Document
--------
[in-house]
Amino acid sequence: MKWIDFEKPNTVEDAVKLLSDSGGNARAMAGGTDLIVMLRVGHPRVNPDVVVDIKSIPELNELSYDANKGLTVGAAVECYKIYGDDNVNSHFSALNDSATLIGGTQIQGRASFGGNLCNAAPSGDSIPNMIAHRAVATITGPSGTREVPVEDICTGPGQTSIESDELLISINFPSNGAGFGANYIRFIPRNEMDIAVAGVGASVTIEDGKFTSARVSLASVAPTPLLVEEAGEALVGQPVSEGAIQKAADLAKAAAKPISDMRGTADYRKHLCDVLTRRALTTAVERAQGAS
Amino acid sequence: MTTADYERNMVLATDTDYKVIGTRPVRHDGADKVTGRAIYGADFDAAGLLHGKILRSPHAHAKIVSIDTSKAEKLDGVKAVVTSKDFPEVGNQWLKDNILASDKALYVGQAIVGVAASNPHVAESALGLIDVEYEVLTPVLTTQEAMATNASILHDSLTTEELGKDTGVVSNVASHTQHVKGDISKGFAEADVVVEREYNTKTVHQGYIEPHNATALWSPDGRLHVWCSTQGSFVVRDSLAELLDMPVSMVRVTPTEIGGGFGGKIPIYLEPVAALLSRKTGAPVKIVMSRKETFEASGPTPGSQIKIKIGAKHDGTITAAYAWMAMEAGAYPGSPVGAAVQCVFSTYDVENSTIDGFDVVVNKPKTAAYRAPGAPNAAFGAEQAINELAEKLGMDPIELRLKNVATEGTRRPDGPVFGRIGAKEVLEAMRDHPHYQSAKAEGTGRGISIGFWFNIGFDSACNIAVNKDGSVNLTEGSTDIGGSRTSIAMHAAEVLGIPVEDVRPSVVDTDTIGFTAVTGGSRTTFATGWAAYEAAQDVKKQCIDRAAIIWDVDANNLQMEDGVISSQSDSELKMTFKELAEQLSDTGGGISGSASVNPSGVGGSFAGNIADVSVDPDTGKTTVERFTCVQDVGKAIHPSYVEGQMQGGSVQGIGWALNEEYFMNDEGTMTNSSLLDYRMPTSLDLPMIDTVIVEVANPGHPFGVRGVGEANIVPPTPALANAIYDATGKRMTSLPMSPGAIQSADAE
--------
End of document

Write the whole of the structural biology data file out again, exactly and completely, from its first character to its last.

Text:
[in-house]
Amino acid sequence: MKWIDFEKPNTVEDAVKLLSDSGGNARAMAGGTDLIVMLRVGHPRVNPDVVVDIKSIPELNELSYDANKGLTVGAAVECYKIYGDDNVNSHFSALNDSATLIGGTQIQGRASFGGNLCNAAPSGDSIPNMIAHRAVATITGPSGTREVPVEDICTGPGQTSIESDELLISINFPSNGAGFGANYIRFIPRNEMDIAVAGVGASVTIEDGKFTSARVSLASVAPTPLLVEEAGEALVGQPVSEGAIQKAADLAKAAAKPISDMRGTADYRKHLCDVLTRRALTTAVERAQGAS
Amino acid sequence: MTTADYERNMVLATDTDYKVIGTRPVRHDGADKVTGRAIYGADFDAAGLLHGKILRSPHAHAKIVSIDTSKAEKLDGVKAVVTSKDFPEVGNQWLKDNILASDKALYVGQAIVGVAASNPHVAESALGLIDVEYEVLTPVLTTQEAMATNASILHDSLTTEELGKDTGVVSNVASHTQHVKGDISKGFAEADVVVEREYNTKTVHQGYIEPHNATALWSPDGRLHVWCSTQGSFVVRDSLAELLDMPVSMVRVTPTEIGGGFGGKIPIYLEPVAALLSRKTGAPVKIVMSRKETFEASGPTPGSQIKIKIGAKHDGTITAAYAWMAMEAGAYPGSPVGAAVQCVFSTYDVENSTIDGFDVVVNKPKTAAYRAPGAPNAAFGAEQAINELAEKLGMDPIELRLKNVATEGTRRPDGPVFGRIGAKEVLEAMRDHPHYQSAKAEGTGRGISIGFWFNIGFDSACNIAVNKDGSVNLTEGSTDIGGSRTSIAMHAAEVLGIPVEDVRPSVVDTDTIGFTAVTGGSRTTFATGWAAYEAAQDVKKQCIDRAAIIWDVDANNLQMEDGVISSQSDSELKMTFKELAEQLSDTGGGISGSASVNPSGVGGSFAGNIADVSVDPDTGKTTVERFTCVQDVGKAIHPSYVEGQMQGGSVQGIGWALNEEYFMNDEGTMTNSSLLDYRMPTSLDLPMIDTVIVEVANPGHPFGVRGVGEANIVPPTPALANAIYDATGKRMTSLPMSPGAIQSADAE